According to a recent survey by a national online rental-listing company Abodo.com only 4% of properties in Florida allow their tenants to have dogs and cats. When we talk to property managers, a lot of the reasons we hear are the smell, scratches on wood floors, health hazards to young children, noise and the chance that pet will escape. Even if the property does allow pets , there are limits, both on how many pets you can have and how much each can weigh.
Property insurance trends to contribute to the no-pets edict. a growing number of policies blacklist certain breeds of dogs deemed aggressive – a label that can vary from year to the next. That means apartment complexes that otherwise allow dogs often ban those breeds. “Breed discrimination.” Some apartment complexes advertise a long list of amenities including 24 hour fitness center, big screen home theater, sand volleyball courts, free Wi-Fi poolside and being “pet friendly”. Well unless you have an Akita, Alaskan malamute, boxer, chow, Doberman pinscher, German shepherd, Great Dane, Pit bull, Presa Canario, Rottweiler, Saint Bernard, Siberian Husky, Bull terrier or Wolf hybrid. All are on the “aggressive” blacklist.
Nearly 40% of American households have a dog. We encourage property owners to allow a least smaller ones. Otherwise, they are severely limiting the potential pool of tenants. We have found that renters with larger dogs are often willing to pay a sizeable and refundable pet deposit.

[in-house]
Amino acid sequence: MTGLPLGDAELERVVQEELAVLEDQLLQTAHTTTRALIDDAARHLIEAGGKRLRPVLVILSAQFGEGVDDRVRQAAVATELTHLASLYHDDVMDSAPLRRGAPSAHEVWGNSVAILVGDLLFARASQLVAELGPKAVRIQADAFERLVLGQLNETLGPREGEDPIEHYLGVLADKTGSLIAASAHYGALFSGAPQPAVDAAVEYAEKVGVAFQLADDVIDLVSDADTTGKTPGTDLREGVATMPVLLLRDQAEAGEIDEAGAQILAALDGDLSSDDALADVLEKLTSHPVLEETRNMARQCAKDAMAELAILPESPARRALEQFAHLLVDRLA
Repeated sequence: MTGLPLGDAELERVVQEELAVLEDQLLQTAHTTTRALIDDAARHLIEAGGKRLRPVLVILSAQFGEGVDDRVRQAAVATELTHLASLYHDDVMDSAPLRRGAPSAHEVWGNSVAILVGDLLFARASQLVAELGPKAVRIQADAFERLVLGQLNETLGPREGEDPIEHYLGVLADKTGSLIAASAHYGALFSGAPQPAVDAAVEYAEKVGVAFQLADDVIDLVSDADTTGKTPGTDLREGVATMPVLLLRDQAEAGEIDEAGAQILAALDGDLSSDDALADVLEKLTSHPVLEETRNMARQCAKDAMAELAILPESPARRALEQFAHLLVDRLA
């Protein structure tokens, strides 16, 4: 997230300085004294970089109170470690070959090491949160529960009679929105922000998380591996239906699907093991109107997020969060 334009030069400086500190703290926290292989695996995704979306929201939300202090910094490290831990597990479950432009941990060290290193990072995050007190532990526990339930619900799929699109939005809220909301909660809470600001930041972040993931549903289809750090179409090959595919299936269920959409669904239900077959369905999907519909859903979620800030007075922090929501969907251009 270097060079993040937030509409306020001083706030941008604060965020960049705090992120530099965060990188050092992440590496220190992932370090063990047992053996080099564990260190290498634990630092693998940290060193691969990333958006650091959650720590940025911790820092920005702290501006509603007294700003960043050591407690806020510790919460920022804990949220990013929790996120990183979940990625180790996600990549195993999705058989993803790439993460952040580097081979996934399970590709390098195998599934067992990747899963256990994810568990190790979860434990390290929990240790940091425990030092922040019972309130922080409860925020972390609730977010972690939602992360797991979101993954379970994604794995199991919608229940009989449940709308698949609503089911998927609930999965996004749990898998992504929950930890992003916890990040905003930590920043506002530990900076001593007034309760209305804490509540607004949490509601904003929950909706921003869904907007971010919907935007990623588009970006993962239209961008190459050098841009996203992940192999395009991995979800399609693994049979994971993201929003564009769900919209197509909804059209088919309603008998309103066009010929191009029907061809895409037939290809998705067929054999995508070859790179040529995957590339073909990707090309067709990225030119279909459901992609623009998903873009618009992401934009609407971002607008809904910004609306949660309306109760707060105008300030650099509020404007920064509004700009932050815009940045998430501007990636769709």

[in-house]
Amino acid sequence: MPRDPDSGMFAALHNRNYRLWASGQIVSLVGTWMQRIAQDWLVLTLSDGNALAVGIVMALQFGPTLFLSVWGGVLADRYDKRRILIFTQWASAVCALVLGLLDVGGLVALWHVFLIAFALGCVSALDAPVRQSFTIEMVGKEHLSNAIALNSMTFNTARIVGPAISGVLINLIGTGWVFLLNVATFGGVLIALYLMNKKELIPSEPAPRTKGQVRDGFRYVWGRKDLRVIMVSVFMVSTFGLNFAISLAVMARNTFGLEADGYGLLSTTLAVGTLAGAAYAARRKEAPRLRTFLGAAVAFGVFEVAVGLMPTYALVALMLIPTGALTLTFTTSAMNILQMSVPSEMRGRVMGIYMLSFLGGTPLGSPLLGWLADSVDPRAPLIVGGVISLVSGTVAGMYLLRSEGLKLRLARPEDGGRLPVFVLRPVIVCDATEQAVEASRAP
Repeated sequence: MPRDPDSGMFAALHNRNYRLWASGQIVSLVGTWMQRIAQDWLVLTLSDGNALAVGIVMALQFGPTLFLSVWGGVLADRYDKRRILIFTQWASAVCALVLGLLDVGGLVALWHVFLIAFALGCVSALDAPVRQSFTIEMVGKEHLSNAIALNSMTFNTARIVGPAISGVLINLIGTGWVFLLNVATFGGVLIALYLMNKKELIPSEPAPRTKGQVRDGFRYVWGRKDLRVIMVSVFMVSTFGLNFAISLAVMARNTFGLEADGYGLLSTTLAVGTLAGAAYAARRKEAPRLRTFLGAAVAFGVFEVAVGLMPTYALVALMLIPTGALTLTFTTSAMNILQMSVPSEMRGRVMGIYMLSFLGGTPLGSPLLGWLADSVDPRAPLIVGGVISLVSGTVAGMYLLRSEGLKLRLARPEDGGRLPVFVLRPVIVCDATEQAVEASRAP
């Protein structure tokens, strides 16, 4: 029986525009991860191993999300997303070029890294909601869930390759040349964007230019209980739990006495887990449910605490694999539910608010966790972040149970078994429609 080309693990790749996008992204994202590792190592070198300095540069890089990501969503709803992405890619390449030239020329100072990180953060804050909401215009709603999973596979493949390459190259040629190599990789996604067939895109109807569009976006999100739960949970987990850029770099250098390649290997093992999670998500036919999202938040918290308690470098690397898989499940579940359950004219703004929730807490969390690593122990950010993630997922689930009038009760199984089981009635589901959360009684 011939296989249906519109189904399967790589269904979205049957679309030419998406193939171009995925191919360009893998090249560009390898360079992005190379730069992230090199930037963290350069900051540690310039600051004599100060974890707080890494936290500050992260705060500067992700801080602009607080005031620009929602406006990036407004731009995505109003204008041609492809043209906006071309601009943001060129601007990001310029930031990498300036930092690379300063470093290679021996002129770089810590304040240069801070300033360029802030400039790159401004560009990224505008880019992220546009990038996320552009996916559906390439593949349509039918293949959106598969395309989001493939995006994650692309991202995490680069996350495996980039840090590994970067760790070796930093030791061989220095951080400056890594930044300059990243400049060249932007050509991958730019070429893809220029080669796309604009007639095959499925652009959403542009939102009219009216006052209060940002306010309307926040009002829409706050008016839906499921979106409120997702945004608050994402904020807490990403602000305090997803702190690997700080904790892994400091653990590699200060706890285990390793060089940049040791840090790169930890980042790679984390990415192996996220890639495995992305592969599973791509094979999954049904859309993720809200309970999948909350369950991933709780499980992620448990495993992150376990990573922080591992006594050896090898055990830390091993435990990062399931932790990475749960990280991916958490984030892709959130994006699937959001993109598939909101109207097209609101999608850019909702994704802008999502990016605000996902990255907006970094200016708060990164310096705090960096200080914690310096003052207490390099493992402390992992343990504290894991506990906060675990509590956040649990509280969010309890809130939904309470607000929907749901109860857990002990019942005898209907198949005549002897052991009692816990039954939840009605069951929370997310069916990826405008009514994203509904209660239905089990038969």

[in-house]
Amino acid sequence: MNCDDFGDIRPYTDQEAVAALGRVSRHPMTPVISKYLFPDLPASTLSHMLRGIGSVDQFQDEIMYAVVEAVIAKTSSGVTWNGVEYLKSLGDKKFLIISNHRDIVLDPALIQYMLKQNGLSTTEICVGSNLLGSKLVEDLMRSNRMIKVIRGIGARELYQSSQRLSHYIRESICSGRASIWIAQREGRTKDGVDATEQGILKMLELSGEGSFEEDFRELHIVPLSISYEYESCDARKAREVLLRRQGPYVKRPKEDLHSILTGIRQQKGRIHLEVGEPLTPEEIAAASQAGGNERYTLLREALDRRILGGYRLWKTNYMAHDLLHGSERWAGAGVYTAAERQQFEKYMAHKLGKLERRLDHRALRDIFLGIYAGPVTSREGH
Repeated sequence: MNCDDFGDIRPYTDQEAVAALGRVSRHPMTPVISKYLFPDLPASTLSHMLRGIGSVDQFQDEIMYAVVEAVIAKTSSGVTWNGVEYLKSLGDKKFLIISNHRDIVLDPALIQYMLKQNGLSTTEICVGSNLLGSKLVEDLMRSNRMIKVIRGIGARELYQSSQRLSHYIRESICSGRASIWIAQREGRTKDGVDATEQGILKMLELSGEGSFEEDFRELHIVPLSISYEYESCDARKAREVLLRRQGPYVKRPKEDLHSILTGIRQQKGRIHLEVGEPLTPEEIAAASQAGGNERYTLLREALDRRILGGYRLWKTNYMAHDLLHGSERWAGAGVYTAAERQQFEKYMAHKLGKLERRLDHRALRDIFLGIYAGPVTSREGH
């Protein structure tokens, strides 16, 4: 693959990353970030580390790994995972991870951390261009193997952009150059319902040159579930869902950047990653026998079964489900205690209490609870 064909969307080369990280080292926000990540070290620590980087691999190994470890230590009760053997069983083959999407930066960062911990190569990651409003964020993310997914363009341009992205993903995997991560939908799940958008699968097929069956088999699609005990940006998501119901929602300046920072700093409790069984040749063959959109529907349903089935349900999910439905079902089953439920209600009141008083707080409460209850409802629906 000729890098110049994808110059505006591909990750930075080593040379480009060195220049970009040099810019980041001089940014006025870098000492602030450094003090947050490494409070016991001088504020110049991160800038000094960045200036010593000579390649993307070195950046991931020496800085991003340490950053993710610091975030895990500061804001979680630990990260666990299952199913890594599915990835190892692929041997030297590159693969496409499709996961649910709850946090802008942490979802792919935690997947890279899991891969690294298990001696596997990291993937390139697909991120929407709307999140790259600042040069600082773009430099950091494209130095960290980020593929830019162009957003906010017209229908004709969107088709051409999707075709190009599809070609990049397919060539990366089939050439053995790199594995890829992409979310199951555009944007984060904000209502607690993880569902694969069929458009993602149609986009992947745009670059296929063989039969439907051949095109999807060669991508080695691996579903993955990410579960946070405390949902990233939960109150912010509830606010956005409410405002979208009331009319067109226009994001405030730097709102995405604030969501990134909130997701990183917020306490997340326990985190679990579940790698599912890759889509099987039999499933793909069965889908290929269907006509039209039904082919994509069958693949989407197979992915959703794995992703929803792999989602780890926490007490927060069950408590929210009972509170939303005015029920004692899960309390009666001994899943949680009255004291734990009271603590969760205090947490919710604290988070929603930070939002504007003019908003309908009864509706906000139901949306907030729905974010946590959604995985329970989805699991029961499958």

“Our Property Manager just had an owner who didn’t want anything over 25 pounds, and she got an excellent application from someone with a Great Dane who said, “How much money will it take for you to accept our extremely gentle, 5 year old dog that happens to weigh 100 pounds?” The answer was, $1000. So far everyone is living happily ever after with the arrangement.
If I can help you or anyone you know needing real estate advice, please do not hesitate to contact me;
Donna Bishop Realtor phone; 239-560-3149 or email me; firstname.lastname@example.org